Kodachrome

Friday morning bliss.

It kind of feels like Saturday, which means I’m going to soon be completely disoriented, with no idea what day it is any day. Which is kind of lovely; I rather enjoy being a little off-kilter. It’s one of my many peculiarities; the vast number of weird idiosyncrasies housed inside my head. I didn’t sleep well at first last night, so I took something around two in the morning to help me sleep, so I wound up sleeping later than I usually do and am still a bit groggy this morning. While this is most definitely not a terrific start to my long weekend mini-vacation, I am going to roll with it. I am going to keep drinking my coffee, eat a little something (I forgot to eat yesterday, so my stomach is empty and deeply unhappy with me this morning), and perhaps retire to my easy chair a little later on to finish reading S. A. Cosby’s  My Darkest Prayer, which I am really enjoying.

I just hate that I have so little time to read during the week anymore. Books continue to pile up and the TBR pile grows like kudzu over a field in Alabama. But it’s okay; it’s always been that way around here; never enough time to read everything I want to read. That’s what it would say on my tombstone, were I to have one: NEVER ENOUGH TIME TO READ. (I do not intend to be buried or have any kind of tombstone/marker/any such thing; I want to be cremated and the ashes spread into the Mississippi River at Jackson Square–after all my organs are harvested)

I also suspect, given how groggy my body still feels (that first cup of coffee worked only on my brain thus far) that I most likely won’t be leaving the house today, other than taking recycling and/or garbage to the cans in the front of the house. I like those days, really; if I were given a choice I would probably never leave the house, which is one of the many reasons it’s probably best that I never have a work-at-home job ever again; I would never interact with people outside the artificiality of social media.

I do intend to write today–I have a couple of interviews I need to get done–and I’d like to maybe even get started on my next chapter of Bury Me in Shadows–and there are a ridiculous amount of emails that need to be answered or deleted in my various inboxes. A ridiculous amount–I’ve let them slide all week knowing I had a five-day weekend with which to deal with/answer them. I’m also going to launder the bed linens (it’s Friday, after all) and there’s also a load of laundry in the dryer that’s going to need to be folded and put away. The kitchen/office is messy–at least, it needs to be straightened up, and I of course need to move that stack of books off the counter, where I placed them in order to pose them for the obligatory stack of copies of the new book photos, which I took Thursday morning, methinks, or Wednesday night; I cannot be certain of when I precisely did take the pictures, as well as put together the stack of books to send to people to whom I owe copies of the book.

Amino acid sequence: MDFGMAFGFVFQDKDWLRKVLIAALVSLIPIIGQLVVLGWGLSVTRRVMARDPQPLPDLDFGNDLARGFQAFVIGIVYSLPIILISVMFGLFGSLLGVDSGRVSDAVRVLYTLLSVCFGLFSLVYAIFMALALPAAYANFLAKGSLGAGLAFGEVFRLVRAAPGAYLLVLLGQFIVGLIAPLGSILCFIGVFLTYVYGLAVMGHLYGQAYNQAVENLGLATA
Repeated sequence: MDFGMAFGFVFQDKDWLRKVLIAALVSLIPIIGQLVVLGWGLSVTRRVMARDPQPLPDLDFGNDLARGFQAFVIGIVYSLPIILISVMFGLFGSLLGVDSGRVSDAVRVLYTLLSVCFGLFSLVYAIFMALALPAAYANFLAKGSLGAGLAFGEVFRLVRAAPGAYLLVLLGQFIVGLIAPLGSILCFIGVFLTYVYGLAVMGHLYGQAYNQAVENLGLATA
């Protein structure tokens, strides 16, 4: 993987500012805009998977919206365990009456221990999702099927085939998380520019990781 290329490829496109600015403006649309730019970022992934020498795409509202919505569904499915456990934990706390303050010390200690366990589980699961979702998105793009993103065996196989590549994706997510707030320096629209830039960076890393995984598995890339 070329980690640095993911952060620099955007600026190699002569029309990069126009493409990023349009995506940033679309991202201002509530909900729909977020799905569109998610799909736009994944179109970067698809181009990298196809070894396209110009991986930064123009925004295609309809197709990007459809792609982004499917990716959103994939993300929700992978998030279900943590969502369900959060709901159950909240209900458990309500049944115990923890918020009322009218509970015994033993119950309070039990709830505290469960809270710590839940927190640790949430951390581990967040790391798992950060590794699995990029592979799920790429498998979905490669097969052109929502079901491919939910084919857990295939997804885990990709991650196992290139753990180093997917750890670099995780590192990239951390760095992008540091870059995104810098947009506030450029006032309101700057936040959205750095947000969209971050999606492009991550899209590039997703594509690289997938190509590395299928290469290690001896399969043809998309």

Which also means I need to go get envelopes to put them in–which means venturing out into the heat advisory to get them from the Office Depot on St. Charles. Heavy heaving sigh. I suppose there are worse things? I was also thinking it might be fun to get a pizza from That’s Amore this weekend (it IS my birthday weekend, after all), but that might need to wait until Saturday or Sunday.

Last night we watched Animal Kingdom, and after Paul retired upstairs to do his usual “night-before-work” prep, I watched a documentary about Bob Fosse on Youtube; Steam Heat, which was rather interesting. (As you might be thinking, my interest in Bob Fosse–and Gwen Verdon–came from watching Fosse Verdon, which was spectacular.) I find the Fosse choreographer/director aesthetic interesting; and I’ve also enjoyed watching old clips of Gwen Verdon performing live–there aren’t many, unfortunately; particularly when you consider she was one of the biggest Broadway stars of her time; she won more Tonys than any other major stage diva, including Ethel Merman and Mary Martin, but isn’t as well known as they are to modern audiences. Verdon’s virtuosity and charisma doesn’t come across as completely on film as it must have on stage, but you cannot help but admire the commitment and the dance ability she displayed. I was telling Paul how ubiquitous the music from Sweet Charity was at the time it was playing on Broadway. Everyone knew “If They Could See Me Now” and “Hey Big Spender”; it was interesting watching a clip of the latter from the film version and realizing that I knew all the words, every beat of the song, and every highlight–simply from watching variety shows on television in the late 1960’s.

And let’s face it–even the film version of Cabaret was right up Verdon’s alley had she been young enough; Sally Bowles is the kind of role she inhabited to perfection.